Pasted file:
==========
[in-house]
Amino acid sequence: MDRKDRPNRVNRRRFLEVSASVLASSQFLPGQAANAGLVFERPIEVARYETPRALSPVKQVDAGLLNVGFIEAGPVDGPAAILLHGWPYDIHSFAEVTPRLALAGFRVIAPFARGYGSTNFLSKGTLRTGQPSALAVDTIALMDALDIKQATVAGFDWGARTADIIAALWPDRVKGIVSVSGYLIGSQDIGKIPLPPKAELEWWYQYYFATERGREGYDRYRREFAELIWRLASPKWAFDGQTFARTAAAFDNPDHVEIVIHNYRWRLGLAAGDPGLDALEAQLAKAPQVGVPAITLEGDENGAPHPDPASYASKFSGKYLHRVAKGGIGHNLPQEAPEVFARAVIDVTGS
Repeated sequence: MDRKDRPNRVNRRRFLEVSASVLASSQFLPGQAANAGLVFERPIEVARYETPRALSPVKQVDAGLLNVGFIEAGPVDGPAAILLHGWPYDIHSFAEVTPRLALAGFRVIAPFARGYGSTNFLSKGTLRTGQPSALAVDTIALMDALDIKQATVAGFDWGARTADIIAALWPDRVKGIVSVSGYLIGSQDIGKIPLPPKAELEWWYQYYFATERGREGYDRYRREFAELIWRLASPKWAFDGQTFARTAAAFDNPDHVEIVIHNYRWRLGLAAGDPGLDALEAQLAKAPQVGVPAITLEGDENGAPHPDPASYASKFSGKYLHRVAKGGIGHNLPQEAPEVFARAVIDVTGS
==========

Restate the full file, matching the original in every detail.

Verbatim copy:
[in-house]
Amino acid sequence: MDRKDRPNRVNRRRFLEVSASVLASSQFLPGQAANAGLVFERPIEVARYETPRALSPVKQVDAGLLNVGFIEAGPVDGPAAILLHGWPYDIHSFAEVTPRLALAGFRVIAPFARGYGSTNFLSKGTLRTGQPSALAVDTIALMDALDIKQATVAGFDWGARTADIIAALWPDRVKGIVSVSGYLIGSQDIGKIPLPPKAELEWWYQYYFATERGREGYDRYRREFAELIWRLASPKWAFDGQTFARTAAAFDNPDHVEIVIHNYRWRLGLAAGDPGLDALEAQLAKAPQVGVPAITLEGDENGAPHPDPASYASKFSGKYLHRVAKGGIGHNLPQEAPEVFARAVIDVTGS
Repeated sequence: MDRKDRPNRVNRRRFLEVSASVLASSQFLPGQAANAGLVFERPIEVARYETPRALSPVKQVDAGLLNVGFIEAGPVDGPAAILLHGWPYDIHSFAEVTPRLALAGFRVIAPFARGYGSTNFLSKGTLRTGQPSALAVDTIALMDALDIKQATVAGFDWGARTADIIAALWPDRVKGIVSVSGYLIGSQDIGKIPLPPKAELEWWYQYYFATERGREGYDRYRREFAELIWRLASPKWAFDGQTFARTAAAFDNPDHVEIVIHNYRWRLGLAAGDPGLDALEAQLAKAPQVGVPAITLEGDENGAPHPDPASYASKFSGKYLHRVAKGGIGHNLPQEAPEVFARAVIDVTGS